For half a century, educators have fostered growth and creativity through a tradition known as the Vancouver Island Regional Science Fair.
This weekend, 165 students in Grades 4 through 12 will attend the University of Victoria for the 50th annual science event.
“When I was a student (at UVic), I used to be a judge because I just loved it,” said fair chair and senior laboratory instructor with the department of biology, Roswitha Marx. “Kids are so enthusiastic and so knowledgeable and so well-spoken.”
Five years into her role, the excitement of the fair hasn’t faded for Marx. She fundraises, along with members of the Society for the Advancement of Young Scientists, to send several regional fair participants to the Canada-Wide Science Fair. This year’s national fair is slated for May 14-21 in Toronto.
The Island region tends to do very well at the national competition. Some students, including Glenlyon-Norfolk grad Michael Peters, have then moved onto to participate in sciences fairs at an international level.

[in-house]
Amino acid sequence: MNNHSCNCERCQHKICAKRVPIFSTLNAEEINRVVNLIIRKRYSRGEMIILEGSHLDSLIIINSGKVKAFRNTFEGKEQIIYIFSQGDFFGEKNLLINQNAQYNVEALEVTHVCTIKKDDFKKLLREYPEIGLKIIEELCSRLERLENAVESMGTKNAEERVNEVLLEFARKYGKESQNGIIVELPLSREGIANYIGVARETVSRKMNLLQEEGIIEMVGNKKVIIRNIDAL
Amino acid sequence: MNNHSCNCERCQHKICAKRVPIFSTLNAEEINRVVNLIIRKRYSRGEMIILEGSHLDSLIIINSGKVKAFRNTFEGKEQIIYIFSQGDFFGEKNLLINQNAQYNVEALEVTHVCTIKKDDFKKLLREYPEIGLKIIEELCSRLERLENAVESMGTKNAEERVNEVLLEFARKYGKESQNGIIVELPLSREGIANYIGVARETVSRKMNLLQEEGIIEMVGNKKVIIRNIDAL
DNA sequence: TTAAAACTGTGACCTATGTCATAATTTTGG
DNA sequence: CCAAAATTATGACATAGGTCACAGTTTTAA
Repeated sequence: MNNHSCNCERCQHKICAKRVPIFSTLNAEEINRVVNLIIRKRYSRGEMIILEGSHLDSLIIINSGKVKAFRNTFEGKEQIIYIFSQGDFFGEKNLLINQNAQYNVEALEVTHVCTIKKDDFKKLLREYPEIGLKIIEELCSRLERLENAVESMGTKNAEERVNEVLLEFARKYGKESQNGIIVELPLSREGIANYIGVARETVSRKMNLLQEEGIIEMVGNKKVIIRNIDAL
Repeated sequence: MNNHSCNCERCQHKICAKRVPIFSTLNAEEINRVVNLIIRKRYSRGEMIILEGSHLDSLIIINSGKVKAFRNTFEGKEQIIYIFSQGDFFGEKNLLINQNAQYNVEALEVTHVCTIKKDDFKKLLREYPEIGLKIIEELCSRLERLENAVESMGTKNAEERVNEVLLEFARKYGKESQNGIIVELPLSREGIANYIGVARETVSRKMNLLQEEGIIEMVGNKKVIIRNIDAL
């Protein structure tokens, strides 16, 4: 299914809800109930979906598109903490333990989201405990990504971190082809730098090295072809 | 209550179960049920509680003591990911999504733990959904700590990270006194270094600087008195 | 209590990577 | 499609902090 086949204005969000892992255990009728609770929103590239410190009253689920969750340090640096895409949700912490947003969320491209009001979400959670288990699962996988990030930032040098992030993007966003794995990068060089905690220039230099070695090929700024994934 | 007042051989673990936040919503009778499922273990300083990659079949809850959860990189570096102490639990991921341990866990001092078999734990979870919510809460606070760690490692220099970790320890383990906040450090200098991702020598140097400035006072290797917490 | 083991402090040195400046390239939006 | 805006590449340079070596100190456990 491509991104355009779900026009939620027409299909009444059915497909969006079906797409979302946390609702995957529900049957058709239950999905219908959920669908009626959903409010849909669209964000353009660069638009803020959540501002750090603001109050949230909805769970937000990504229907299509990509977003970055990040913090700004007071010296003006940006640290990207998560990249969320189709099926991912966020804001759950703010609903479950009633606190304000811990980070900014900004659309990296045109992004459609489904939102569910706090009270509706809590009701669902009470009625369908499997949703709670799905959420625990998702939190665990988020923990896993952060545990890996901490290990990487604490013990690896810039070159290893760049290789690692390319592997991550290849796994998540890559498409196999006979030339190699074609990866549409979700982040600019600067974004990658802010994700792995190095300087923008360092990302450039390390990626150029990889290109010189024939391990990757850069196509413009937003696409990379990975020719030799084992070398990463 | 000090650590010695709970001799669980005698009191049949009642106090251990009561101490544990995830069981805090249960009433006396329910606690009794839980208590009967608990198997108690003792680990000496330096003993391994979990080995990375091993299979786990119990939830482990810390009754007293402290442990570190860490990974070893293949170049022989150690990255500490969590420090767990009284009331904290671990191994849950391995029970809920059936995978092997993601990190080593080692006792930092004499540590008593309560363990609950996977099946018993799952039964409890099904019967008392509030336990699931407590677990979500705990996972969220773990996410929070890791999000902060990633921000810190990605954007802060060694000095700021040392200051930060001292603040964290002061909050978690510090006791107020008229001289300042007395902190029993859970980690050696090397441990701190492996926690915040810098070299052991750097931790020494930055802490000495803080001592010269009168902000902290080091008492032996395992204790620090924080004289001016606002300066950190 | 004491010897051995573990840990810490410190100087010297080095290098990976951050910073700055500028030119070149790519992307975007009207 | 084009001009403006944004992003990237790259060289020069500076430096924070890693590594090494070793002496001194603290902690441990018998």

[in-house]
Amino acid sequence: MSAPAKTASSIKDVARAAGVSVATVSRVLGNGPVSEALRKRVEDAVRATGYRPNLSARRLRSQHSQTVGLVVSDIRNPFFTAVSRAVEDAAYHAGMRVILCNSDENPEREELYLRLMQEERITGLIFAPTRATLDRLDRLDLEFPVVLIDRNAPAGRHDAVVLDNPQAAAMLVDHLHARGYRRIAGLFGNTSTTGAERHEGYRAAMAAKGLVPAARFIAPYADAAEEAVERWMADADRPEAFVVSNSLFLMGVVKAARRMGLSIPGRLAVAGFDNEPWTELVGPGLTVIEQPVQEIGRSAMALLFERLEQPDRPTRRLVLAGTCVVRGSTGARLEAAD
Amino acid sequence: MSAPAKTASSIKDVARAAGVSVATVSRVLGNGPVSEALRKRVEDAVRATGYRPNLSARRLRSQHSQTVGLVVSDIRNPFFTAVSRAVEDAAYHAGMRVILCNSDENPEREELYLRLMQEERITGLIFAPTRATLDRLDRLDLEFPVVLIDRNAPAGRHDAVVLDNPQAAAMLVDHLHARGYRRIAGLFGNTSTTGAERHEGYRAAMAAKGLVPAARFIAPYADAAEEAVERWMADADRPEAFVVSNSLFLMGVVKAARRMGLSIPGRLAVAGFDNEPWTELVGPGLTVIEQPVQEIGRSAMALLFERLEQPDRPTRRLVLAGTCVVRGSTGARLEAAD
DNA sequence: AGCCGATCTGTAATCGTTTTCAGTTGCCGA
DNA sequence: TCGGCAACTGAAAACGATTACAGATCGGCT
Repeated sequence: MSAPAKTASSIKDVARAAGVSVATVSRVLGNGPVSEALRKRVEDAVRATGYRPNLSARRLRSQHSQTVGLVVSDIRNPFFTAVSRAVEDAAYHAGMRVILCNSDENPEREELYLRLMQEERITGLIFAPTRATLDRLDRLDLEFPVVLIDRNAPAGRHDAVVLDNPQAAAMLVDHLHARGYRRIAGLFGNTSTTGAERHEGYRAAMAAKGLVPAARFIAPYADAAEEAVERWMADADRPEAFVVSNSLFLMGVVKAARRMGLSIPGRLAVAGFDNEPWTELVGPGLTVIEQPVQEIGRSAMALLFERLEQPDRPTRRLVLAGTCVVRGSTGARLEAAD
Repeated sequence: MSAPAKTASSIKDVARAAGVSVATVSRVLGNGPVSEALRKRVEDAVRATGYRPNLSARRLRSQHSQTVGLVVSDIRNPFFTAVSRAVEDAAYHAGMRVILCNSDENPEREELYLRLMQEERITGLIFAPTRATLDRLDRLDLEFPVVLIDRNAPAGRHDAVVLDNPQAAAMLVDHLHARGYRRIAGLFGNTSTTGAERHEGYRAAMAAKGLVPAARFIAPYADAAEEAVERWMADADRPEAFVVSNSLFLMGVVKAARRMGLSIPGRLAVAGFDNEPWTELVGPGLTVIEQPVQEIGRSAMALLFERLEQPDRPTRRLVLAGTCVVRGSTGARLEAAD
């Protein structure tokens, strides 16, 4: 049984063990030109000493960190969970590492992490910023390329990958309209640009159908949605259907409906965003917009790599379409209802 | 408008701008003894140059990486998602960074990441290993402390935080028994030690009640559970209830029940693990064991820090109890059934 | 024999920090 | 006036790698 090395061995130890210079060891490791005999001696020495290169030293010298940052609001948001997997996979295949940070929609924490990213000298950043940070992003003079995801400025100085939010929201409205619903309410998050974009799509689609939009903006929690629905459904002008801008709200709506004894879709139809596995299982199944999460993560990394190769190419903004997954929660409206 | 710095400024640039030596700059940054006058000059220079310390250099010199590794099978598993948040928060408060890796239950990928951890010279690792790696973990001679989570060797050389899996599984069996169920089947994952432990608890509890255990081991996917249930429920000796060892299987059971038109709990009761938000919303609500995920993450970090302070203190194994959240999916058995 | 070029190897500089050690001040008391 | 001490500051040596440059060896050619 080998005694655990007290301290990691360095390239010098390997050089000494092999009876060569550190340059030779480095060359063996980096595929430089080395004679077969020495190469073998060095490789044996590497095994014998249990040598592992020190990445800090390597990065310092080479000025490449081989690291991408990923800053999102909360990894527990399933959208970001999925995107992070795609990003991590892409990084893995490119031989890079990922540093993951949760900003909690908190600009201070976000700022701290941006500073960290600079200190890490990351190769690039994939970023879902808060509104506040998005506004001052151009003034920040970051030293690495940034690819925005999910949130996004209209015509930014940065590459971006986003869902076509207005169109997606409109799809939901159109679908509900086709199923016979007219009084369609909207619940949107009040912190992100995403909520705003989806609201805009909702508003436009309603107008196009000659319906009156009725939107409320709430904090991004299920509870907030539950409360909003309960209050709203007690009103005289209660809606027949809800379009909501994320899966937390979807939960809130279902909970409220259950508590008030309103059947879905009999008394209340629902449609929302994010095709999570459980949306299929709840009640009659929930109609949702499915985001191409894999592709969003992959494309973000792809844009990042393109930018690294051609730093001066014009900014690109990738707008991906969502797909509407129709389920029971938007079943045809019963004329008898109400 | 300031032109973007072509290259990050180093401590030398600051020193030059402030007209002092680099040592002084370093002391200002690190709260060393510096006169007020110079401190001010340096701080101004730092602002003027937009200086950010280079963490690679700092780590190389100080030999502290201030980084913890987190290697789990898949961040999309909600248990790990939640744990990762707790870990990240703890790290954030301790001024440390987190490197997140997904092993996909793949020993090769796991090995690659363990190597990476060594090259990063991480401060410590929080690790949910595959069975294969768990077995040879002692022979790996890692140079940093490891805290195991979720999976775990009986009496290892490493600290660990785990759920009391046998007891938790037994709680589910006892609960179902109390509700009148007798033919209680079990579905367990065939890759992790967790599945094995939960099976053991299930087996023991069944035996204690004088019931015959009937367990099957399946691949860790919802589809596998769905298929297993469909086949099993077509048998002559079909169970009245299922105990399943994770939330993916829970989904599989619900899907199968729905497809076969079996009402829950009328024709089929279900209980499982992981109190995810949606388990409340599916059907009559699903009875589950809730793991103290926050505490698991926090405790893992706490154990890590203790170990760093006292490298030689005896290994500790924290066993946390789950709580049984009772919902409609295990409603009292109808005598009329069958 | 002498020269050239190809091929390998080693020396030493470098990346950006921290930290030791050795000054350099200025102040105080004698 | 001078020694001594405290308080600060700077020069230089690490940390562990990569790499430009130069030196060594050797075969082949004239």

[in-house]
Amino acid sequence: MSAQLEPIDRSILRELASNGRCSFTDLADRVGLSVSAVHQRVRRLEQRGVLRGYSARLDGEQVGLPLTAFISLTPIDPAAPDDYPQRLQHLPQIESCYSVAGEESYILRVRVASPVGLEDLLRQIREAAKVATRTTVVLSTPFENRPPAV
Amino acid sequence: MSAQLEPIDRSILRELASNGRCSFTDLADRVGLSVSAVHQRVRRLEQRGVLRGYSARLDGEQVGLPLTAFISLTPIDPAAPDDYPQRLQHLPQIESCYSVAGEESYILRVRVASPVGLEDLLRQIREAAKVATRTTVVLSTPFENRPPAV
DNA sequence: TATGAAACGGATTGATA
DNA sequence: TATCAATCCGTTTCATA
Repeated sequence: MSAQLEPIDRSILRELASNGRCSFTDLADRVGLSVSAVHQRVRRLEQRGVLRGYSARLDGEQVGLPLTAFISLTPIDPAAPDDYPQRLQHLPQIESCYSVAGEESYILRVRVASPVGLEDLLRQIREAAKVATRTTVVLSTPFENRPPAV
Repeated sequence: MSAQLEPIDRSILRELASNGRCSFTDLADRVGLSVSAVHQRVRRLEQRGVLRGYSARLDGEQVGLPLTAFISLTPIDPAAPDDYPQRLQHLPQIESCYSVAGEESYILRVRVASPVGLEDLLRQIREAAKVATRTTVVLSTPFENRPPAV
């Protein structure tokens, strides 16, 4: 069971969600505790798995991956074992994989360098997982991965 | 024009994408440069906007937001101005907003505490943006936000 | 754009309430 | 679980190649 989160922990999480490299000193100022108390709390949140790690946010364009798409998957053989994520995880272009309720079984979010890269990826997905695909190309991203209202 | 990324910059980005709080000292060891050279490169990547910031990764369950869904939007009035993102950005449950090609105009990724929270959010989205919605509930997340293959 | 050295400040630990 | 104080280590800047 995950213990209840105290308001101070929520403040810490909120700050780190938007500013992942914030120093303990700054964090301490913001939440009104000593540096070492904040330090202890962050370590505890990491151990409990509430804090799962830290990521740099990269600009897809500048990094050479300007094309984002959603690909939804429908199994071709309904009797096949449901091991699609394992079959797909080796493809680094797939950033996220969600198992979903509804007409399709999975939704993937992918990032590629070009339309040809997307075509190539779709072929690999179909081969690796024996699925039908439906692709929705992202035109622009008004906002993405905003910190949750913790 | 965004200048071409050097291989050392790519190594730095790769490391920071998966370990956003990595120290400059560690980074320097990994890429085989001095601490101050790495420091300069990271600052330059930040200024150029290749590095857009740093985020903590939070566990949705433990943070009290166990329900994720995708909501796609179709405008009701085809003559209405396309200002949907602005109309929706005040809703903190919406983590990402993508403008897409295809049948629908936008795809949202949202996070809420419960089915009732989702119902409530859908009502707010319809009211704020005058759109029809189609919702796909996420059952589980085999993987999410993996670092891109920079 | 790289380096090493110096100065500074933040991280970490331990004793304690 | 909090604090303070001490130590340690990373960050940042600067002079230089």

Last year, Peters demonstrated a memorable project for Marx. He crafted a wheelchair designed to keep the rider’s legs in motion to prevent blood clots – an idea that earned him international science fair attention, and one he ended up patenting.
Participating students are eligible to win scholarships and educational prizes at the growing event.
“It’s going to be a zoo because there are so many kids and so many projects – and I’m really happy about it.”
The public is invited to celebrate 2011: the Year of Science, as proclaimed by the provincial government, Sunday, April 10 from 12-3:30 p.m. and April 11 from 10-11:30 a.m., in the lobby of UVic’s Elliot Lecture Wing and surrounding classrooms.